Chrondoblastoma

Sometimes called Codman’s tumor, a chondroblastoma is a rare type of noncancerous bone tumor that originates from cartilage. Cartilage is the specialized, gristly connective tissue and the tissue from which most bones develop. Chondroblastoma most often affects the ends of the long bones, near the growth plate, in the arms at the shoulder, and in the legs at the hip and knee.

Chondroblastoma is a rare type of bone tumor that can affect people of all ages. It is, however, most common in children and young adults. This type of tumor is also more common in males than females.

What causes chondroblastoma?

The exact cause of chondroblastoma is not known. The tumors are believed to originate from immature cartilage producing cells called chondroblasts.

What are the symptoms of chondroblastoma?

Symptoms of chondroblastoma may vary depending on the location of the tumor. The following are the most common symptoms of chondroblastoma:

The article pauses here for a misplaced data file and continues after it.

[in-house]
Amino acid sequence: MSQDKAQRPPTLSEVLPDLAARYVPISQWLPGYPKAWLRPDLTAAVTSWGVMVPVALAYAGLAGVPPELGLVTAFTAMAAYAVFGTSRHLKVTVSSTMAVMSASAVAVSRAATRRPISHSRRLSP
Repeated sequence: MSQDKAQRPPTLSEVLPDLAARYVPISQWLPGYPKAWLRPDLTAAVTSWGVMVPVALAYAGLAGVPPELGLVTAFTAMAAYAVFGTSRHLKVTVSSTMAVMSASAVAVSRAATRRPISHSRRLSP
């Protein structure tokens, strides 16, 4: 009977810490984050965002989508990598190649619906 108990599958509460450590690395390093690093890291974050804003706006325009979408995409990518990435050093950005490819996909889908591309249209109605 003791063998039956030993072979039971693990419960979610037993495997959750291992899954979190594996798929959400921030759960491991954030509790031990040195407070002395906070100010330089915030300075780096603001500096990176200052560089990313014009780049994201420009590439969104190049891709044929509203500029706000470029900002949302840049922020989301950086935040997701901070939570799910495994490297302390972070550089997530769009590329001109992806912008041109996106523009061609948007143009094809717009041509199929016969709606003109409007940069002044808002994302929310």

•    Pain in the knee, hip and shoulder joint (pain may be slight or moderate and may be present for months or years)
•    Withered or shrunken appearance of the muscle near the affected bone
•    Impaired mobility of the adjacent joint
•    Fluid accumulation in the joint adjacent to the affected bone

How is chondroblastoma diagnosed?

In addition to a complete medical history and physical examination, diagnostic procedures for chondroblastoma may include X-rays and magnetic resonance imaging (MRI).

How is chondroblastoma treated?

The goal for treatment of chondroblastoma is to remove the tumor and prevent damage to the end of the affected bone. Treatment may include:

•    Surgical removal of the tumor
•    Bone grafting. A surgical procedure in which healthy bone is transplanted from another part of the patient’s body into the affected area, if necessary, to repair damaged bone.
•    Reconstruction or replacement of an affected joint
•    Physical therapy to restore strength and function after surgery

The tumor may recur. Your CHOC doctor will follow-up with your child regularly to watch for a recurrence.